At the end of May, the world’s largest bond manager, Pimco, whose bread and butter depends entirely on the future of the price of bonds and by implication, interest rates (and being able to correctly predict where they go) and thus, on the Fed’s continued control of the market, made an ominous warning. Speaking to Bloomberg TV, the CIO of core strategies at PIMCO, Scott Mather, said that “we have probably the riskiest credit market that we have ever had” in terms of size, duration, quality and lack of liquidity” adding that the current situation compares to mid-2000s, just before the global financial crisis.
“We see it in the build up in corporate leverage, the decline in credit quality, and declining underwriting standards – all this late-cycle credit behavior we began to see in 2005 and 2006.”
What was even more concerning was Mather’s warning that the era where central banks are “powerful in terms of taking volatility out of the market and pumping asset prices up” is coming to an end: “The U.S. is about the only central bank that was able to normalize policy rates, but elsewhere, there is basically no monetary firepower left… I think that’s what you’re seeing now in markets. People are starting to come to a more realistic outlook about the forward-looking growth prospects, as well as the power of central banks to pump up asset prices.”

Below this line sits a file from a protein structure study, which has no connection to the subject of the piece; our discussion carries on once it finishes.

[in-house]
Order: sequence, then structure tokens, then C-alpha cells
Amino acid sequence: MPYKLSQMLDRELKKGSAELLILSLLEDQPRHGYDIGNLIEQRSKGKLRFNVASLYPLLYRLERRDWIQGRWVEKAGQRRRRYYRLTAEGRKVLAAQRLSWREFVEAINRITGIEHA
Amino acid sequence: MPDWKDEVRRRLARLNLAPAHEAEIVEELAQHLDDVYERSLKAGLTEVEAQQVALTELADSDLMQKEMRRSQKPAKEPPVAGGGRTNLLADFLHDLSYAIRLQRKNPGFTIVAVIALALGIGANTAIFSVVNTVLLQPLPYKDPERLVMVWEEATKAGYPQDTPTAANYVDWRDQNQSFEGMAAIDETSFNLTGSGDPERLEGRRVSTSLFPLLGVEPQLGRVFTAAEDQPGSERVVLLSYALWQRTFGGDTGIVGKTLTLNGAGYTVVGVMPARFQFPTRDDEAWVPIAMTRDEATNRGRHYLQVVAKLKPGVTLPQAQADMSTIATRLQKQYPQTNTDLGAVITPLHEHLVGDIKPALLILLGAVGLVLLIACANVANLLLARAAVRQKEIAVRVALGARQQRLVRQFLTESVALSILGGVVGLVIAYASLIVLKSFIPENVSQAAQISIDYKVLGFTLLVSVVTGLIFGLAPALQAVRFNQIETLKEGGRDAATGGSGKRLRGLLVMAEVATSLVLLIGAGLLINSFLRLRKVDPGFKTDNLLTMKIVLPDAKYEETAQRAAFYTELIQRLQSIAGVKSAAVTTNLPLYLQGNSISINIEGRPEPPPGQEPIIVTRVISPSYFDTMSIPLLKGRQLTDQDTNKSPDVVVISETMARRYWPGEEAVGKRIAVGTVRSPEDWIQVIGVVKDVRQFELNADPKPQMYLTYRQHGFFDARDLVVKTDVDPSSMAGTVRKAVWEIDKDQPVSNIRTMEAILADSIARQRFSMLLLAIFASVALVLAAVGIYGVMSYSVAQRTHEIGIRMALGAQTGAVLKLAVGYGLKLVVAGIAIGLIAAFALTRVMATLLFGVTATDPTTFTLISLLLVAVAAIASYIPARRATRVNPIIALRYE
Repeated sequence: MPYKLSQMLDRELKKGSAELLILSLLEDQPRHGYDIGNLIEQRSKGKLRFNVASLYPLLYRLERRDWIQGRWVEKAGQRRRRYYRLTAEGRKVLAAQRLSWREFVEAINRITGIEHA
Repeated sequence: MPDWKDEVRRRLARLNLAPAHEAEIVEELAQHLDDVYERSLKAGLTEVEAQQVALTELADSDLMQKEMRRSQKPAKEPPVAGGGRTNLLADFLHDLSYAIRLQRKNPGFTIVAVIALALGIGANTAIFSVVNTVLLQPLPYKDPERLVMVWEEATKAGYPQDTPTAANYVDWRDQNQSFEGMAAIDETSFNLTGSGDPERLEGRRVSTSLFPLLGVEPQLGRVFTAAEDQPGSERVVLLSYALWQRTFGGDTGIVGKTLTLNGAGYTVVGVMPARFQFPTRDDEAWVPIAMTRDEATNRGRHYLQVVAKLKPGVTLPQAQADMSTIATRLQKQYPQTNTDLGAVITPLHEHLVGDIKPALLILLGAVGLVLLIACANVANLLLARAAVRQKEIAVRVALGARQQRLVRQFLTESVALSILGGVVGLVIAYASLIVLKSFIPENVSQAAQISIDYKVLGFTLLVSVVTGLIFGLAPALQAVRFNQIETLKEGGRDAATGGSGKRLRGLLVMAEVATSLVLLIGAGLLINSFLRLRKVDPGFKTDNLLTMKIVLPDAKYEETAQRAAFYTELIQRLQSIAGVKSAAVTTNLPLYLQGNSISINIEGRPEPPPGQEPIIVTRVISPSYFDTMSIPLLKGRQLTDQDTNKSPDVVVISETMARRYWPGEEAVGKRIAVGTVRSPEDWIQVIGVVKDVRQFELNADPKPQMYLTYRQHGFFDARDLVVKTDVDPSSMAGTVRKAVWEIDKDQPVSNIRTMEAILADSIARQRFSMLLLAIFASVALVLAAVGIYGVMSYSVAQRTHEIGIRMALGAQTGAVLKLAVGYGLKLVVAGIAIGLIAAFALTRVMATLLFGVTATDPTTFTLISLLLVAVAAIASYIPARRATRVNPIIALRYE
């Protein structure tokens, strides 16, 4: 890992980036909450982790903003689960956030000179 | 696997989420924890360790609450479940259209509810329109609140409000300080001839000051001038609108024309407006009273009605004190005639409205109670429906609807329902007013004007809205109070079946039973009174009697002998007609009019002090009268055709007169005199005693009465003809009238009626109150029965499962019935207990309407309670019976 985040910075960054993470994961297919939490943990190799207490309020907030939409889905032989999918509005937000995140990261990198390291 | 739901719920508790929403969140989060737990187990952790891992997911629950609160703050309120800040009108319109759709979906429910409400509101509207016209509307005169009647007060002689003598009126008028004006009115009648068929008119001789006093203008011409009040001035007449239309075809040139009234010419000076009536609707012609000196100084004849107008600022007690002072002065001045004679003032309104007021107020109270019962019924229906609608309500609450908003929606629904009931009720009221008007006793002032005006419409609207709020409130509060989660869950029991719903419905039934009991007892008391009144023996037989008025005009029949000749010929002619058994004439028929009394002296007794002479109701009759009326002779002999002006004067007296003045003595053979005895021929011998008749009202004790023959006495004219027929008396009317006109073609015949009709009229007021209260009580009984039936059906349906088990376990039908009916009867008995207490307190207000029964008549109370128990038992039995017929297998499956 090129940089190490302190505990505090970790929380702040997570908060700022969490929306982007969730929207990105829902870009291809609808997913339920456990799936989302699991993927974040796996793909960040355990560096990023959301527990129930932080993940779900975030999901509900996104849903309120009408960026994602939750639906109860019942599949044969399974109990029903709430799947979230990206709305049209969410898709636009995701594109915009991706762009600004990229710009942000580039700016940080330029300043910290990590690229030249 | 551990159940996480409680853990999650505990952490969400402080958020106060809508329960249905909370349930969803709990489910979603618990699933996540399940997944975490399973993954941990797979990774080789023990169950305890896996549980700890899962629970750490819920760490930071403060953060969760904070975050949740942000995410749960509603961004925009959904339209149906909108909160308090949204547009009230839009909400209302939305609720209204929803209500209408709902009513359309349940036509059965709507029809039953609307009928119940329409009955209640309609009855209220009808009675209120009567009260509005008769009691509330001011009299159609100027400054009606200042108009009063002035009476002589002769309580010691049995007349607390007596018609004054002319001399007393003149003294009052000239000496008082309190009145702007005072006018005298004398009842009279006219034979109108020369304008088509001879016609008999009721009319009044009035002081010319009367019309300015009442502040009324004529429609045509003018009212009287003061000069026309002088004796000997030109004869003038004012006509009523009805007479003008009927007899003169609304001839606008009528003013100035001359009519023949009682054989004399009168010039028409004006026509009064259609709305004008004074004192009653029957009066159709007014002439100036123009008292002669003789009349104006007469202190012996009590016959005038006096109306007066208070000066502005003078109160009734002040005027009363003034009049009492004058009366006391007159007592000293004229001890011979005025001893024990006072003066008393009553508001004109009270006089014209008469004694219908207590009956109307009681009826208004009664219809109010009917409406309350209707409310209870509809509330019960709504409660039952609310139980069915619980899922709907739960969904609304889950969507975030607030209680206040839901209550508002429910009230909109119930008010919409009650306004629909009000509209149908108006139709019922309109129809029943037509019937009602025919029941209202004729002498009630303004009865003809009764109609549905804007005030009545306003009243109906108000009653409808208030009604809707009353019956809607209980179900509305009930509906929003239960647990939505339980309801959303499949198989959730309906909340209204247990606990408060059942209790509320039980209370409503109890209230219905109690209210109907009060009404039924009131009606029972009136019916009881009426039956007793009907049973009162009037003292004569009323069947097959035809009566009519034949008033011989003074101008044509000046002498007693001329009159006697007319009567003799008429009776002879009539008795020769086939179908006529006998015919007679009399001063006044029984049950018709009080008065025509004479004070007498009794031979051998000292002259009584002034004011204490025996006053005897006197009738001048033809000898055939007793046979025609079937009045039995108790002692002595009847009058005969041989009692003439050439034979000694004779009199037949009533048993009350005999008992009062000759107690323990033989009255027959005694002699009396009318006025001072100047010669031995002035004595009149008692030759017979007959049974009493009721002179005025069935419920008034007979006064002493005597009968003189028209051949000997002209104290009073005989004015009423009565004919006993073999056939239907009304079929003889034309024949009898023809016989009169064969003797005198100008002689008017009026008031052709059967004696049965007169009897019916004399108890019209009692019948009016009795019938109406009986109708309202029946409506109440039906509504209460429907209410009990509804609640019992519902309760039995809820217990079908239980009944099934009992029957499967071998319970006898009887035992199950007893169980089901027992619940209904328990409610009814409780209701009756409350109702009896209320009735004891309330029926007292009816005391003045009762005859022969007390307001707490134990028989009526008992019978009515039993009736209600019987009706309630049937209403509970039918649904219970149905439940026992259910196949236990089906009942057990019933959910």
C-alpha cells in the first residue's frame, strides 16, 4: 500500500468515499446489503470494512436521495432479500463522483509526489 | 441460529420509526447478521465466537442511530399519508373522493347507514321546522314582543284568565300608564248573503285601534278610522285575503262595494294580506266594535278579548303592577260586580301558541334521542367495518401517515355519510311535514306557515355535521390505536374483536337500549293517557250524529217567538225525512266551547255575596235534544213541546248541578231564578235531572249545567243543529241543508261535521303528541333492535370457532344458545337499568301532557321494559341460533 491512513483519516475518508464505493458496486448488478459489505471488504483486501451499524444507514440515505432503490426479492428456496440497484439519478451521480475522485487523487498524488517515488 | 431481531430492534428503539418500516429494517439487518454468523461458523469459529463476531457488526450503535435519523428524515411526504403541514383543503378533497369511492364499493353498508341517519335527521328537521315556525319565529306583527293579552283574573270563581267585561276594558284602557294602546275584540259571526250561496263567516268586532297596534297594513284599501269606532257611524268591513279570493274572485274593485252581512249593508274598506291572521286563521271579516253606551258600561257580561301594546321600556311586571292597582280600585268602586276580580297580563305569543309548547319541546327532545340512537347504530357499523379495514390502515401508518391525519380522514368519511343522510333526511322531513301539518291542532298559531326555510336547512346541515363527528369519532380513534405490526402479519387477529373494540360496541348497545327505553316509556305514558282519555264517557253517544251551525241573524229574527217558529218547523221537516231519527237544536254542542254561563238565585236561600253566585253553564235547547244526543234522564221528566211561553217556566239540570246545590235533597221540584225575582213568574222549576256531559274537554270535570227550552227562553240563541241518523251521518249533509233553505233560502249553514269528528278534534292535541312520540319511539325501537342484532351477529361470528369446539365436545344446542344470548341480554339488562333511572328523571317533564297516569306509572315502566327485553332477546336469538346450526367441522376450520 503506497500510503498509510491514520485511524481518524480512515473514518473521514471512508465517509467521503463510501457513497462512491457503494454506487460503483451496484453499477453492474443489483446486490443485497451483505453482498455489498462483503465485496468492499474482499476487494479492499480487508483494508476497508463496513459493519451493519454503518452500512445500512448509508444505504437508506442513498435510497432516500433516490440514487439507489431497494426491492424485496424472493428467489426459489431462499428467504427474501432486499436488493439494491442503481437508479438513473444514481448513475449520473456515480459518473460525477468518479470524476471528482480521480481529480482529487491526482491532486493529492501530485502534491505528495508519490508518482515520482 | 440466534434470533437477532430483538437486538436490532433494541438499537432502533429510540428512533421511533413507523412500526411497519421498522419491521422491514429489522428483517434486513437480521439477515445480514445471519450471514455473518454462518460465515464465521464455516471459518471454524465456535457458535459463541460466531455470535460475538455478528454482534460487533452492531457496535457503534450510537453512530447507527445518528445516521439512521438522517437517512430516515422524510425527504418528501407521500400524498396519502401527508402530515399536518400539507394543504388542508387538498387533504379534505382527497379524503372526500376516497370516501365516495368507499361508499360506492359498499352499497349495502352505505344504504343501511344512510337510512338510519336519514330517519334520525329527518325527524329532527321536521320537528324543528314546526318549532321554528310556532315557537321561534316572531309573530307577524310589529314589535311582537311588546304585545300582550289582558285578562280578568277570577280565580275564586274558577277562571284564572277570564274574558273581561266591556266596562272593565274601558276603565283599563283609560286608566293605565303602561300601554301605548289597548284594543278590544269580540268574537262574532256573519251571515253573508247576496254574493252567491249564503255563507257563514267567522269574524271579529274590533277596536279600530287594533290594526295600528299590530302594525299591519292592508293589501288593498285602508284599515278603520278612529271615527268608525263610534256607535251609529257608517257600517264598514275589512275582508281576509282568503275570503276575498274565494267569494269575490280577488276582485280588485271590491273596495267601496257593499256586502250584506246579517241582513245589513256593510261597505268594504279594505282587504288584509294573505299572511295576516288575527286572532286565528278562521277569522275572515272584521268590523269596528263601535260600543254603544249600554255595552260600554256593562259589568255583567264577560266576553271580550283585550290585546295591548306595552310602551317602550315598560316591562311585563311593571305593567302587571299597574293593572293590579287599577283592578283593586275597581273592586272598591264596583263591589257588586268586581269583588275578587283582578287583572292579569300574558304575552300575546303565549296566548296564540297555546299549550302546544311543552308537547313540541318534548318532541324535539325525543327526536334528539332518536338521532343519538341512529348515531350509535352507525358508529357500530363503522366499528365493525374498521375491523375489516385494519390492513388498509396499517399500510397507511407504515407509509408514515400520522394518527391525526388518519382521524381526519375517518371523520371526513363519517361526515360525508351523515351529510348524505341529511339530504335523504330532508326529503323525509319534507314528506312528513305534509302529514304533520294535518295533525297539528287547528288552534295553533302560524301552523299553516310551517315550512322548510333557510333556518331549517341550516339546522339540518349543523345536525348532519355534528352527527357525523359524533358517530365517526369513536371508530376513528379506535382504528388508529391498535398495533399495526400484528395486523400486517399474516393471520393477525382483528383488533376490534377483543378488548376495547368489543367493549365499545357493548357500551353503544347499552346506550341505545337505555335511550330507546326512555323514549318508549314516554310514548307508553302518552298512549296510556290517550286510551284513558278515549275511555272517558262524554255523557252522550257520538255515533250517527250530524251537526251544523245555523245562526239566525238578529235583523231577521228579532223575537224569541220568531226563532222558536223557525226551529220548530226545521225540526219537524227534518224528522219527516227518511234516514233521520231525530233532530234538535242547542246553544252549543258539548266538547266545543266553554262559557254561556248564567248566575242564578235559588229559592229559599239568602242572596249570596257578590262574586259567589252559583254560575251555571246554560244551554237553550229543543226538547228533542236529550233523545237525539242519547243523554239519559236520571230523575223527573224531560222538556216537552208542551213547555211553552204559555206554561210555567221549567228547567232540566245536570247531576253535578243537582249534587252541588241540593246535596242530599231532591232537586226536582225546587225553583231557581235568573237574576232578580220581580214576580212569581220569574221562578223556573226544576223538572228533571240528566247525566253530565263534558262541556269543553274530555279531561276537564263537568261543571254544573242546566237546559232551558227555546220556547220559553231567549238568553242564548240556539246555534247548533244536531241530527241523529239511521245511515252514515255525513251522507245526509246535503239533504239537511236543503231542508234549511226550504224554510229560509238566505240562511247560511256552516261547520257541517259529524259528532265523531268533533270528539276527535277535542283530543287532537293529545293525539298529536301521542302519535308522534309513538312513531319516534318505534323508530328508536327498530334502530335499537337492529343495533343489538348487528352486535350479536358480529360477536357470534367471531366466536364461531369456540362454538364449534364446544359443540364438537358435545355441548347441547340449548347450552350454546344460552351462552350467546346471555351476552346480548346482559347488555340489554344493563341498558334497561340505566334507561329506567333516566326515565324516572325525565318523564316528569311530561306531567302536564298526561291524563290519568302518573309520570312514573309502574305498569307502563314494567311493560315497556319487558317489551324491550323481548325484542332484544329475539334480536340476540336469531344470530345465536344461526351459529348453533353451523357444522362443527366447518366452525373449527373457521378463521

In short, and just like the BIS cautioned about a month later, central bank intervention in markets – the primary driver behind record high stock prices, and most if not all of the S&P’s upside in 2019 – is coming to an end, as the ability of central banks to actively manage markets is ending (watch the full interview here)….https://www.zerohedge.com/news/2019-07-12/ray-dalio-there-little-one-year-fed-stimulus-left-bottle